Likewise passing laws provides no guarantee girls will be protected unless they have community support: 158 countries have set the legal age for marriage at 18 years but the laws are simply ignored by communities where marrying children and adolescent girls is common practice. In the fight against child marriage, the biggest battle is finding those who are ready for change and giving them the courage to speak to others.

Those of us who believe in the power of girls, who have seen what they can do when they have options, we need to tell everyone we can.

Editor’s note: Tanzanian Mereso Kilusu was a child bride and is now an activist against child marriage. Her story was translated by LoeRose Mbise, of YWCA Tanzania, and edited by Marlee Wasser, of The Partnership for Maternal, Newborn & Child Health.

The time for talk is over!

Raechel Mathews is from YWCA Australia (YWCA NSW). Raechel shares the events of day 2 at CSW 2013. She represents the young women of her community and the movement at CSW 2013

Earlier today I attended, as a NGO observer, ‘Parliamentary strategies for tackling violence against women and girls’ jointly hosted by UN Women and the Inter-Parliamentary union (IPU) at the United Nations.

Following a welcome from Mr A Radi, the President of the IPU, Michelle Bachelet, Executive Director of UN Women, delivered another passionate statement to the Gover

Raechel Mathews

Raechel Mathews

nment delegates and Parliamentarians regarding the elimination of violence against women. She stated that this CSW 2013 is a ‘tipping point in history…never before has there been so much public support for eliminating violence against women’. She also spoke with a sense of urgency about the end to impunity; deeper social transformation; gender equality and the importance of reviewing and strengthening laws.

She suggested four ways to further help prevent and end violence against women: 1) passing legislation that criminalizes violence – only two thirds of countries have any legislation to prosecute perpetrators of violence; 2) Parliaments’ responsibility to monitor and implement existing and new legislation; 3) Parliamentarians’ personal role in raising society’s increased awareness of violence against women 4) The parliamentary function of budget-setting and budget approval.

 In particular, I loved that she challenged parliamentarians to put their money where their mouth is, by saying:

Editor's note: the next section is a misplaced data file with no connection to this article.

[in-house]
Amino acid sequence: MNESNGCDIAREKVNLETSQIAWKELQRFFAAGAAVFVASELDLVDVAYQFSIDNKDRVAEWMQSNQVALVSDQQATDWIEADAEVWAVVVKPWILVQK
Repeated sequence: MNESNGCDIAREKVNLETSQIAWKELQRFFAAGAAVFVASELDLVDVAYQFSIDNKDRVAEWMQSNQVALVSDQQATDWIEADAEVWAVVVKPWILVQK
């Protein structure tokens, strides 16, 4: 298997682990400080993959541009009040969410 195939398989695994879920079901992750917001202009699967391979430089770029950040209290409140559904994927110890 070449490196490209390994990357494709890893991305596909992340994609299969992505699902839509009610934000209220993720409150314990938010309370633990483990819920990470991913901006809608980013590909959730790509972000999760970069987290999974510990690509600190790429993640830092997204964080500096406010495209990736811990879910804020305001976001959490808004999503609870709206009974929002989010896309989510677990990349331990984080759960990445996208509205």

‘A law is potent only if it has the financial and human resources required for its implementation. These financial requirements must be reflected in budget allocations’

She closed with an incredibly forthright call to action which I hope the delegates in the room considered seriously: ‘Parliamentarians by definition are there to serve the public good and citizens – you were elected to serve ALL citizens. I call on you to never forget that the women and girls you serve – indeed, all humanity – place hope and trust in you. Deeds always count more than words and I count on your passion and commitment for us TOGETHER to bring an end to the history of violence.’

 Go Michelle!

For the remainder of the day, there were panel testimonials from representatives from Mali, Portugal, Zambia Burkina Faso, Mexico, Bolivia and the UK around their challenge and motivations to eliminate violence against women and girls. The UK presentation was a standout for me, about women’s political representation in the media; using past UK Ministers dubbed ‘Babes’, US Former Secretary of State Hillary Clinton, and Australia’s Prime Minister, Julia Gillard, as examples where in the public eye, women’s emotions and fashion choices grab more news headlines, far above their policies and political views. The session concluded with ‘Future Strategies for parliaments to end violence against women’ to identify priorities for parliaments to support progress. Broadly, the agreement was around:

  •  Working on changing social and cultural norms and attitudes
  • Amending discriminatory legislation
  • Promoting respect for women’s rights
  • Mainstreaming gender in parliament

It was great to attend the event and get a more global view of the challenges still remaining in the fight to eliminate violence against women. However, once these two weeks have concluded, the time for talk will be over. It’s time for action!